It is easy to assume that these UU things are the major causes of programme and project failure. ‘If only we had known that was going to happen we could have done xyz.’ The great thing about UU’s is that it’s very easy to get consensus that this was the cause of the failure since by definition nobody was to blame… nobody knew, nobody could have possibly known or done anything about it.
The Things we know but Overlook (UKs)
Interestingly the far more prevalent cause of failure in human endeavour is the one category that Rumsfeld missed out. The things we know about but we simply didn’t take into account. These things are generally accountable to an individual or to a group, of course when the failure occurs those accountable tend to try to shift it to the more excusable and anonymous UU category. Another simple way of viewing a UK is a mistake or ‘cock-up’ but sometimes for political reasons it can even be deliberate.
We do not plan for mistakes, all we can do is ensure that there is plenty of independent cross checking and that there is good governance in place to achieve this.
Take a look at the videos of the Apollo moon landing (http://gu.com/p/2teph/tw ) and listen to the activities in mission control, the number of cross checks and independent multiple approvals for each step of the mission is all an attempt to ensure that obvious steps or actions are not missed.
To Err is Human
So the reason projects, programmes and even your journey to work doesn’t go according to plan is because human beings are fallible, they overlook things, they forget things that they know and they misinterpret data, miscalculate and sometimes, for a political end, deliberately overlook pertinent data.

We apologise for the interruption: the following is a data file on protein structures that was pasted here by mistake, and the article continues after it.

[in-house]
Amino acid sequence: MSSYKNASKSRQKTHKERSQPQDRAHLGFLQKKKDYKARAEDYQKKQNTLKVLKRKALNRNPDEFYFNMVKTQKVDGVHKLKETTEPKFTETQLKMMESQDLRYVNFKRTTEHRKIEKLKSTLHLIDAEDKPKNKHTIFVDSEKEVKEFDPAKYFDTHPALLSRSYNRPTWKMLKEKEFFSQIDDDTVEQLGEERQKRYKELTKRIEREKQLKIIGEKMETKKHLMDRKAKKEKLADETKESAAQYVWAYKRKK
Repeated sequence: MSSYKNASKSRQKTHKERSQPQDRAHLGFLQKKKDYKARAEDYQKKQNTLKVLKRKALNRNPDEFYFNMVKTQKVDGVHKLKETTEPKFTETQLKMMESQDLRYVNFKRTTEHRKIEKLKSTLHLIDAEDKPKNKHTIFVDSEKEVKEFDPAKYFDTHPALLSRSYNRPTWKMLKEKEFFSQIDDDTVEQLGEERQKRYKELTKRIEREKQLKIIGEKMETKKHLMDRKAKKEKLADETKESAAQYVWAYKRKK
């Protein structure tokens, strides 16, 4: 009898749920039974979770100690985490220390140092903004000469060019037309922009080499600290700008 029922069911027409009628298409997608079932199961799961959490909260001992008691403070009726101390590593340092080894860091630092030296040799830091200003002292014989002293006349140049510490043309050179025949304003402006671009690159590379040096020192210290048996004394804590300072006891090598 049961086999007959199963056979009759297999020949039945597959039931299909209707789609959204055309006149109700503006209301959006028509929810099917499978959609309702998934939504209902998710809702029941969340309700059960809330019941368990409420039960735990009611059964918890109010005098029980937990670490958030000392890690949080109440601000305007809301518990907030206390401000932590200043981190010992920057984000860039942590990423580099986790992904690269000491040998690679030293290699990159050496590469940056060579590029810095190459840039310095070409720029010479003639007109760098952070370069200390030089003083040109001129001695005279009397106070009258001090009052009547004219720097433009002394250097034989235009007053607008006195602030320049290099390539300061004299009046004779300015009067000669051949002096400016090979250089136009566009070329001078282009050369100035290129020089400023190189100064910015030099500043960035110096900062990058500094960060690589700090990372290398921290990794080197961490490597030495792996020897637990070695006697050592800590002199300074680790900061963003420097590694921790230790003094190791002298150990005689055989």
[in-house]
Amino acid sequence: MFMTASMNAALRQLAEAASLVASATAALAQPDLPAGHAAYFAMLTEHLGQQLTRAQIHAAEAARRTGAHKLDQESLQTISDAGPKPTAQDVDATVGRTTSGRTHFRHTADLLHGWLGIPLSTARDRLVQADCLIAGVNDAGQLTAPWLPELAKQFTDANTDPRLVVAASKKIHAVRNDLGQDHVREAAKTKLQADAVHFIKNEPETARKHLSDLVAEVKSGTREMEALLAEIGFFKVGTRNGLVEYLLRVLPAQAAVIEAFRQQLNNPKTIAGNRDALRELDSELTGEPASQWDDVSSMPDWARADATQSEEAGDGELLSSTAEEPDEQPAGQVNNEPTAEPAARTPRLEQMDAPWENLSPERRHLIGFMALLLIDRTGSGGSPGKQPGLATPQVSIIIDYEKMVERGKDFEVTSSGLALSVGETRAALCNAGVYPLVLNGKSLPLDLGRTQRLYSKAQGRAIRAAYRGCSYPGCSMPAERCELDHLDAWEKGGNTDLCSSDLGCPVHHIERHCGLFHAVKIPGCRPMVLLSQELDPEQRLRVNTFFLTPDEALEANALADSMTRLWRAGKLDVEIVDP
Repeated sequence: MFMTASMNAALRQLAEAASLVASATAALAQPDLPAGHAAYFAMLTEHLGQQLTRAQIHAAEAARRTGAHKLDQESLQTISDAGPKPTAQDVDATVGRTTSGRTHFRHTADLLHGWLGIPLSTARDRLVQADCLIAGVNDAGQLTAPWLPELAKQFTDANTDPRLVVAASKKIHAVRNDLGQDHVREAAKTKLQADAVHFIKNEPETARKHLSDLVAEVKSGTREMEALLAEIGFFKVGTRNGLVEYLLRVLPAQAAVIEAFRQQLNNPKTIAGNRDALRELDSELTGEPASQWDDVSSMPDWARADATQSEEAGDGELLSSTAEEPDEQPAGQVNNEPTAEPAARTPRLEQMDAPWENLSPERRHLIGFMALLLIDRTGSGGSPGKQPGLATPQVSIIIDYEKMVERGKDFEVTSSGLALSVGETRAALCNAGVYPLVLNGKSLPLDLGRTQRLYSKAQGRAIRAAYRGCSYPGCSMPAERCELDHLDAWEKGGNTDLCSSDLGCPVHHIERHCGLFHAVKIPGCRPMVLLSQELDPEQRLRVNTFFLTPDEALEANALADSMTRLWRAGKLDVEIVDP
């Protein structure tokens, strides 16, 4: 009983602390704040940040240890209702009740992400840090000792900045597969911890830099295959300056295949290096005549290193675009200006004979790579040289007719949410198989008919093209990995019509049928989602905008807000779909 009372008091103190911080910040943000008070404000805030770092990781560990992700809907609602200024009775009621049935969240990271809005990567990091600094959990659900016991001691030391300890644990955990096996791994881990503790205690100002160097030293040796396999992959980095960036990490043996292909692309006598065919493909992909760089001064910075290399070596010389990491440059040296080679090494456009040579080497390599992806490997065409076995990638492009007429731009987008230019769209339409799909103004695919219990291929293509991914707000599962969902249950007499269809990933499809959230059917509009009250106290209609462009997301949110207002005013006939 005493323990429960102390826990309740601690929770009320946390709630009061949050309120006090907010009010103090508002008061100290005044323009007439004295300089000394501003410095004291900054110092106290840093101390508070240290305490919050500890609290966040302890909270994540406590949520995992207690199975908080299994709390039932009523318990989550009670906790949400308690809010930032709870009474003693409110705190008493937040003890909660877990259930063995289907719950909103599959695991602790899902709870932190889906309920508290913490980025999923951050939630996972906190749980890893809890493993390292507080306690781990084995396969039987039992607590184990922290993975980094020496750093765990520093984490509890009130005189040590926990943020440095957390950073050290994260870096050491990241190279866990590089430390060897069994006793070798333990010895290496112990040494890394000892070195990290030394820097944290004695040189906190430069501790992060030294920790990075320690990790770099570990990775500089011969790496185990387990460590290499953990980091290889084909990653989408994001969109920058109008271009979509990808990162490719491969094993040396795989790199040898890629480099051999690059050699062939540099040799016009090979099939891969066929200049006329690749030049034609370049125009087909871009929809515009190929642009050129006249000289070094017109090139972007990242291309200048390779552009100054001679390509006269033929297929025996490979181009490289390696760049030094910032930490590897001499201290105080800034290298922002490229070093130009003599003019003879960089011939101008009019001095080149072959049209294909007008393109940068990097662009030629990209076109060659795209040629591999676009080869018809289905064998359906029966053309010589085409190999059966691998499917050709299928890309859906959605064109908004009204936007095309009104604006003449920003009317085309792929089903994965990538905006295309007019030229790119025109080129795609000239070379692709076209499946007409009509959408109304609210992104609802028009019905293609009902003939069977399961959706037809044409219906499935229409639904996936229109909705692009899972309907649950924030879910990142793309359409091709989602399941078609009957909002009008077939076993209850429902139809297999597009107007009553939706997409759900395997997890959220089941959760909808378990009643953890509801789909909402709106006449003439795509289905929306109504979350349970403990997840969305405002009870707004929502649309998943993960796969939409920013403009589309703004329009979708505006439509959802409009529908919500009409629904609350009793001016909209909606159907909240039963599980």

The only safeguard against this type of error and eventual failure is the cross check. Two heads are better than one, ensure that someone else is responsible for checking, at least you reduce the likelihood.
6 Steps to Stay on Plan – Remember to Cross Check
- Make sure your plan itself has integrity, that its structure matches the work and that logical precedences are in place. Cross check it with other planners.
- Make sure your activity durations are cross checked since this is a potential source of UK errors.
- Make sure you look at uncertainties, perform 3 point estimates and model the outcome, check that it makes sense as the modelled durations change you will shake out potential errors in the logic.
- Track your progress with integrity, watch out for overly optimistic progress reporting ( a source of politically driven UK errors)
- Project/extrapolate your completion dates from progress data and check that they make sense, review your risks and contingencies each period not just at the beginning.
- Identify opportunities to cross check information since this is the only way to catch the thing that will derail your project of programme, the cock-up!